Obama's Injustice Department
The irresponsible Office of Professional Responsibility.
May 25, 2009, Vol. 14, No. 34 • By MICHAEL STOKES PAULSEN
3. Incompetently assessing lawyers' professional roles: OPR seemingly has no comprehension of the basic principle of legal ethics that a lawyer does not endorse everything his client may wish to do, within the bounds of the law. A lawyer acts properly when he seeks to help his client figure out exactly where the lines are. ABA Rule 1.2(d) provides that lawyers may not counsel clients to engage in conduct they know is illegal, but that a lawyer "may discuss the legal consequences of any proposed course of conduct with a client and may counsel or assist a client to make a good faith effort to determine the validity, scope, meaning or application of the law." It is plain from reading the memos involved that this is exactly what the Bush Justice Department lawyers were doing--discussing with their clients the legal consequences of what they proposed to do and endeavoring to assist them to ascertain the meaning and scope of the laws and constitutional provisions involved.
The leaks suggest that OPR has reviewed internal emails and found what it thinks are indications that the client agencies (the CIA or the White House) wanted the Department of Justice attorneys to come out a certain way or consider specific issues or arguments--that they had a desired or preferred outcome, which would permit harsh interrogations to go forward. Surprise! Clients always have a desired result in mind and would prefer that their lawyers say yes rather than no. Government agencies are, in my experience, no different from any other client in this regard.
But so what? In the absence of smoking-gun evidence that the lawyers had concluded that a proposed course of conduct was illegal, but that they then agreed to provide a "cover" memo whose advice was contrary to that conclusion, there is no ethical problem here at all. There is nothing wrong with a lawyer exhaustively studying all plausible legal avenues that might sustain a client's desired course of conduct. There is nothing wrong with exploring additional arguments that may support a client's proposed course of action, even if those might not have been part of a lawyer's initial thinking. There is nothing wrong even with a lawyer reconsidering or modifying his initial views in the course of such a process.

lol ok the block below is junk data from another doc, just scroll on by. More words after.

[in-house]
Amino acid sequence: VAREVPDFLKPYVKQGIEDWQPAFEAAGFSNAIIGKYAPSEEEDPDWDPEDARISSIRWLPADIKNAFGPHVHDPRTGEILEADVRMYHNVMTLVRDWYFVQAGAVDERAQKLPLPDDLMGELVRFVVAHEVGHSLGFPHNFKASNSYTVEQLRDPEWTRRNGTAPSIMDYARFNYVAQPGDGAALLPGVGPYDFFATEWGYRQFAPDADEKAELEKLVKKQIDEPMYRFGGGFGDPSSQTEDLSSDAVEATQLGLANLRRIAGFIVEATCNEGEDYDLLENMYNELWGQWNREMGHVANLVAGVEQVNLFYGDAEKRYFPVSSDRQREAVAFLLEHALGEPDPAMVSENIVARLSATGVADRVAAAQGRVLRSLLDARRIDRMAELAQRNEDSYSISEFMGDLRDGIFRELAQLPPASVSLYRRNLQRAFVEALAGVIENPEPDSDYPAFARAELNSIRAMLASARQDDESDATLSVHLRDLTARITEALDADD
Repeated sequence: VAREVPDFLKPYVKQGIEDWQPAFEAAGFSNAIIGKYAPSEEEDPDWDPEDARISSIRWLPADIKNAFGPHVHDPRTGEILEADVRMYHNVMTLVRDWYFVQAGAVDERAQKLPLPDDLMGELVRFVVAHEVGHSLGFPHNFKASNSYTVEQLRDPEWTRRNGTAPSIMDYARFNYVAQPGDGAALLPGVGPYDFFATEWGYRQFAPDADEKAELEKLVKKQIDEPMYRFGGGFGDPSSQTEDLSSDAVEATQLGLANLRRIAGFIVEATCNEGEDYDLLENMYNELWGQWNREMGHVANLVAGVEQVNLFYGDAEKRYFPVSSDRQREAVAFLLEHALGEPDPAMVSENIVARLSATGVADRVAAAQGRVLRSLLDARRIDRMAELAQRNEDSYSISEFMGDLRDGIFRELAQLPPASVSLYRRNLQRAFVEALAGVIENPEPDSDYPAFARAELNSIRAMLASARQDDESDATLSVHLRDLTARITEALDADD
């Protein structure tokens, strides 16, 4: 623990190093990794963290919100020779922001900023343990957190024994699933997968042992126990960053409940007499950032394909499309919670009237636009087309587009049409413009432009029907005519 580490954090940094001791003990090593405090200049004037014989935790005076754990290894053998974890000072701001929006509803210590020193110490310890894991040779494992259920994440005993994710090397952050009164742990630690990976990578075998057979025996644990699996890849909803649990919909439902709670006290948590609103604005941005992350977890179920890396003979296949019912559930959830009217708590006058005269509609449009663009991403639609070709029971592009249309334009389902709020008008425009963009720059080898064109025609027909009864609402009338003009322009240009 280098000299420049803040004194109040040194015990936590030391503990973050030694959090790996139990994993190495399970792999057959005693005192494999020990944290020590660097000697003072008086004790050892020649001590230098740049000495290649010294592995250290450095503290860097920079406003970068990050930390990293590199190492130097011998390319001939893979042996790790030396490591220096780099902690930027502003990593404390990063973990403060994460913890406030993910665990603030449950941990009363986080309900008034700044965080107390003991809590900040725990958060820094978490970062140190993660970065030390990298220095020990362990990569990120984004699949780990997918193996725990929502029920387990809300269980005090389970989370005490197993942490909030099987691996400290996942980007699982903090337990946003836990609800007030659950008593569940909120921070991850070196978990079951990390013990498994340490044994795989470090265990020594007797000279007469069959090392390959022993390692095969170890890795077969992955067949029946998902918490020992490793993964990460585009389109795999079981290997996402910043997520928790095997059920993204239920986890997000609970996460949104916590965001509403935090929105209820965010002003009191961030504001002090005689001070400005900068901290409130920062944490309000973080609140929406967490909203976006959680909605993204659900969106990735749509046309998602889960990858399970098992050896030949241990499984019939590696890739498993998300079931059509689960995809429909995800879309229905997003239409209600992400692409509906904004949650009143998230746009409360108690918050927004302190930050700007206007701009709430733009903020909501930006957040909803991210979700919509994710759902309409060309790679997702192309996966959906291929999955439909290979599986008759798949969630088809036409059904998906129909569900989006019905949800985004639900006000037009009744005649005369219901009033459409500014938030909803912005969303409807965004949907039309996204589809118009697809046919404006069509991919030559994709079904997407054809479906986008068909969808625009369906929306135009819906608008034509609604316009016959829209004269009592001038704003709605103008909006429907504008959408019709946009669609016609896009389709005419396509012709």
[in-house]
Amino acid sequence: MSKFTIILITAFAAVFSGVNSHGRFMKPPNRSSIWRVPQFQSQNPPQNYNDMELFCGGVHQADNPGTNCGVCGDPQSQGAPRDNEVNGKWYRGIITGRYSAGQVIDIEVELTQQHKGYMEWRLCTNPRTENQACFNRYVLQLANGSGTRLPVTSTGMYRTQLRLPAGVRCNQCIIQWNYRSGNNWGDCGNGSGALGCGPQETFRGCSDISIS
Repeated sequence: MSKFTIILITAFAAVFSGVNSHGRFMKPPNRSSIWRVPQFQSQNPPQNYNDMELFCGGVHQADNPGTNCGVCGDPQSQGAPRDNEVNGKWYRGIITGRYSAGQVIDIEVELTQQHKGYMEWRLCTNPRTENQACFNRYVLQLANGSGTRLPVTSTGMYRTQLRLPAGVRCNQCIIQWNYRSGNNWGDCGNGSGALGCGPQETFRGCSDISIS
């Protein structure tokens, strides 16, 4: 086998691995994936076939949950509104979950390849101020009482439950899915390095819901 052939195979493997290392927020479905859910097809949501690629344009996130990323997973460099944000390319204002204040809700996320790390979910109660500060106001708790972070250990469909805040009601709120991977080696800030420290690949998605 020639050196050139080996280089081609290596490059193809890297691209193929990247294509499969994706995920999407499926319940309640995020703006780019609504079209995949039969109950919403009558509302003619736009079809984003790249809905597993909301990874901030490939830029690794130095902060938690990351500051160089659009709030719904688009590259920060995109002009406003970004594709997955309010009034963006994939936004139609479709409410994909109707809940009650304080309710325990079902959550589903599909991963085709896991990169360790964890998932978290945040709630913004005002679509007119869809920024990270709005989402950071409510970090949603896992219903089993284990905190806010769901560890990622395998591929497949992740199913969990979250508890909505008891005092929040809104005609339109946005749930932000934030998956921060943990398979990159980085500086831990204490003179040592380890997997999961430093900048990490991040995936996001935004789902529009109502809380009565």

For OPR to suggest anything else--to suggest that this is a violation of legal ethics principles--would be, in my opinion, an incompetent analysis of the law of legal ethics.
4. Incompetence about competence: Which brings me to a fourth huge flaw in what OPR is said to be reporting: the suggestion that the Bush administration lawyers' legal work failed to satisfy professional standards of "competence." The notion is that failure to cite some specific case, or to discuss some historical precedent, renders the Bush team's legal analysis incompetent.
As a matter of legal ethics law, as applied to the memos in question, this is simply ludicrous. One may well disagree with the conclusions reached in one or more of the memos, or with some of the arguments contained therein. One may well think that the memos should have been written differently--discussed certain points not included, omitted certain arguments that were included; said less, said more. But there is a world of difference between Monday-morning quarterbacking and incompetent lawyering. Anyone who does not recognize that is not thinking straight--is either not himself a good lawyer or is blinded by a partisan agenda. One can make many fair criticisms of the legal memos, but incompetence is not a charge that can fairly be made.
5. Incompetence about the underlying law: Constitutional law, in addition to legal ethics, is one of my areas of teaching and scholarship. In my opinion, the most basic problem with any suggestion of incompetence is that the memos' essential legal conclusions are correct. There is a fundamental distinction in the law between what constitutes actual, legal "torture" under applicable standards and what may be harsh, aggressive, unpleasant interrogation tactics but not, legally, "torture." Reasonable people will come to different conclusions as to where that line is, but the Bush administration's lawyers' conclusions are certainly defensible and, I think, ultimately correct. As a matter of constitutional law, moreover, the Bush administration memos' most sweeping and categorical conclusion--that at all events no statute or treaty may limit the president's sole constitutional powers as military commander in chief to direct and conduct the use of U.S. force--is in my opinion unquestionably correct.